What Does $1,400 Mean?
Written by CMG News Contributor, Doug Carleton
It means anywhere from approximately $2,800 to $4,200. Think of a rock thrown into a pond. It creates ripples out in concentric circles. This is what happens when that $1 rock is thrown into the economic pond. It generates $2 to $3 in economic activity. So what can that mean for your business? FORGET YOUR POLITICS FOR A MINUTE. Think purely in terms of economic impact analysis. Money spent in the economy generates more money. Say you spend $1 on a cup of coffee (a non-existent fantasy but good for illustrative purposes). $1 goes to the owner of the coffee shop; $.02 is paid in various taxes; $.50 is paid to the barista; $.10 is paid to the landlord; $.27 is paid to the supplier; $.05 is paid for things like utilities, advertising, insurance, etc. and $.06 is paid in interest to the bank that gave you the loan to up-fit your space before you moved in. Each of these monies paid to others creates ripples from that $1 rock and generates more spending. Let’s look a little closer at how it might affect your business.
The barista buys food; pays rent; buys clothes. The grocer buys the products from a distributor that it will sell to the barista. The distributor buys the lettuce from the farmer who buys fertilizer and on and on.
The taxes paid to the various government agencies buy things like fire trucks, firemen wages, garbage trucks, and the personnel to collect your trash, all of whom turn around and spend it on other goods and services.
The landlord pays interest to the bank that made the loan to buy the real estate and pays for the upkeep of the property.
So here you have a grossly oversimplified kindergarten description of economic impact analysis and the ripple effect. That rock thrown into the pond created income for many other people – maybe $2 to $3 more. So the point of this exercise is where does your business appear in the ripples? Instead of that $1 (the $1,400) going to just one of your potential customers who would buy from you, parts of it will flow out to other potential customers who may buy from you as well. So if you are close enough to where the rock went in, will you be ready? Supply chains have been seriously interrupted. Furniture, which used to take about three months from manufacture to delivery, is now sometimes taking up to nine months. Dozens of large container ships – with products primarily from China, can’t even get into the anchorages off of places like the Los Angeles Harbor (Los Angeles is the biggest port in the US) because of the shortages of workers at the port and drivers to take the containers away because of the Covid. Do you sell anything that may be floating around out there that you won’t be able to get soon enough? Consider those things.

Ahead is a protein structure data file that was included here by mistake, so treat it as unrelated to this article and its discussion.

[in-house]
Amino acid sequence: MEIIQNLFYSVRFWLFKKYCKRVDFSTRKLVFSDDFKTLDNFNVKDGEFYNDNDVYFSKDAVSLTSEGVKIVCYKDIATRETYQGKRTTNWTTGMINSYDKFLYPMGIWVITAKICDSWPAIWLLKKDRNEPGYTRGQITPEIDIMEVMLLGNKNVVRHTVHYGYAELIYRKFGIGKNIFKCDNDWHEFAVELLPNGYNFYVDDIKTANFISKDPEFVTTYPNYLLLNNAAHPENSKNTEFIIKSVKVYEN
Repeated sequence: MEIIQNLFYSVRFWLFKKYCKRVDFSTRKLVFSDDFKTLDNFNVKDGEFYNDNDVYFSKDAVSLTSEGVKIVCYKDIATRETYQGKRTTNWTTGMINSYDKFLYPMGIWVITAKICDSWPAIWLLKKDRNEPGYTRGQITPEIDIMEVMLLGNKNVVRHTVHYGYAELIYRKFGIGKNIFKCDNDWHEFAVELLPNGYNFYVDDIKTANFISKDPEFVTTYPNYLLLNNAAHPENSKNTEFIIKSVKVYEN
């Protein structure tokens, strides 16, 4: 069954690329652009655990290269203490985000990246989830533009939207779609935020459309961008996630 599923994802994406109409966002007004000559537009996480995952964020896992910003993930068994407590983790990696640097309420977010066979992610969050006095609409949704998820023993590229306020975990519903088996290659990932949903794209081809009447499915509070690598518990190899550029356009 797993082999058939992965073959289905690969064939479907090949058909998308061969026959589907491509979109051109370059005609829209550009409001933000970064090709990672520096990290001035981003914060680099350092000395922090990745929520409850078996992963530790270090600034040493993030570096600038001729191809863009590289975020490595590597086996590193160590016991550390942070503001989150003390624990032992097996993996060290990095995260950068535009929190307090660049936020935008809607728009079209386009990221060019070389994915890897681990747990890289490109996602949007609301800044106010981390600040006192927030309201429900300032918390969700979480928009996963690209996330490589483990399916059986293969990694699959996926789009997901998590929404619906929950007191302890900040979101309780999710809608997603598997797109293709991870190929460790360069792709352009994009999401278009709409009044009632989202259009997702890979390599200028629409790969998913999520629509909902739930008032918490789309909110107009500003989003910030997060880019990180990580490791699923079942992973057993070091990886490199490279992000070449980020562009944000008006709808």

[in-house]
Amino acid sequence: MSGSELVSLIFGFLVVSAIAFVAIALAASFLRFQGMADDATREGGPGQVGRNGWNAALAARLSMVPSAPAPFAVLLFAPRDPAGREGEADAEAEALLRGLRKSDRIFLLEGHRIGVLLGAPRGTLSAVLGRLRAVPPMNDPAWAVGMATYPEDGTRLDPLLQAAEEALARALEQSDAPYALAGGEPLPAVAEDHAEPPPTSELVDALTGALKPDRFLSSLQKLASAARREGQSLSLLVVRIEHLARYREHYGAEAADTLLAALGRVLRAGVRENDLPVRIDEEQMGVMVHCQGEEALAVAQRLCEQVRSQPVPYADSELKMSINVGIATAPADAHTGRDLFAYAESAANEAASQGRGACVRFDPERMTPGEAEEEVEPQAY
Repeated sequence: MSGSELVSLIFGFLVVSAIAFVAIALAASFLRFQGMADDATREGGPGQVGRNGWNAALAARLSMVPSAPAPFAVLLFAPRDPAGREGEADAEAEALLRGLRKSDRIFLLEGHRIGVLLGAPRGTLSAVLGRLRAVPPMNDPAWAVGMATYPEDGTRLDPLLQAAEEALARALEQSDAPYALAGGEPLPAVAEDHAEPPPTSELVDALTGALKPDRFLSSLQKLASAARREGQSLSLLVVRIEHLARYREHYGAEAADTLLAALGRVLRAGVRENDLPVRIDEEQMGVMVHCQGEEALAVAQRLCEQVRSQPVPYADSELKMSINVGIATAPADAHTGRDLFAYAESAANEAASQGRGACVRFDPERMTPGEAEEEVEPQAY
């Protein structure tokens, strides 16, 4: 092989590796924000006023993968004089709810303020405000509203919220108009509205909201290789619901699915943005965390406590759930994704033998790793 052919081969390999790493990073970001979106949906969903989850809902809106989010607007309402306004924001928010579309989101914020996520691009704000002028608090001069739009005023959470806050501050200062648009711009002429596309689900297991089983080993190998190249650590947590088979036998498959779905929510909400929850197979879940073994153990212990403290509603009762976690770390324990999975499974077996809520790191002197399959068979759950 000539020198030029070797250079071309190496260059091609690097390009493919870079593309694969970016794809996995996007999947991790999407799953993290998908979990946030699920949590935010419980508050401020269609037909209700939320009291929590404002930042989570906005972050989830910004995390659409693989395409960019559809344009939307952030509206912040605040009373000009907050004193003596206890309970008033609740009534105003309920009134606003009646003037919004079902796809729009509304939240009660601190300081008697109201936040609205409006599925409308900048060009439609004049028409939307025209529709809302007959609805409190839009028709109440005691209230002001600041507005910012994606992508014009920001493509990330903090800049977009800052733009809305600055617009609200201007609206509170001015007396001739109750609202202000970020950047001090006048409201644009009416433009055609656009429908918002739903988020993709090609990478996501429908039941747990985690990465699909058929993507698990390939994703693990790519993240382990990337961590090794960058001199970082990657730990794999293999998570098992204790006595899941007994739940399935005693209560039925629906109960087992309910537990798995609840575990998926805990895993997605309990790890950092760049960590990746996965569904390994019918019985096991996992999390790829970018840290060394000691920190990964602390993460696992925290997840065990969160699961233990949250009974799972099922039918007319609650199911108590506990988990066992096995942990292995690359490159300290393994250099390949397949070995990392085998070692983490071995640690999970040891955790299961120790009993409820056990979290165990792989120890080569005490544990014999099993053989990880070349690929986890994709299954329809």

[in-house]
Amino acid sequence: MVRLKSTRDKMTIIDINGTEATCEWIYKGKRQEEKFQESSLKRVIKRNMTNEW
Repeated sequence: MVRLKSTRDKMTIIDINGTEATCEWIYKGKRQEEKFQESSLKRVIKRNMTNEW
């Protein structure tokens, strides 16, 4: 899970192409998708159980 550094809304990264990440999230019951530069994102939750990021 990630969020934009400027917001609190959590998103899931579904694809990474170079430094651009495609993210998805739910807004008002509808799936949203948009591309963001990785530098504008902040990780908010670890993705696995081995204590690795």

The piñata broke. Don’t miss out on the exploding dollars. Make sure you can ride the ripples before they die away.
This blog entry is a slightly edited excerpt from Doug Carleton's 'The Daily Life Of A Small Business Owner' series. Doug was a mentor with SCORE, Startup Virginia, and Lighthouse Labs, and has 25+ years of experience in small business finance including 12 years in SBA lending. To contact Doug directly, please email him at firstname.lastname@example.org.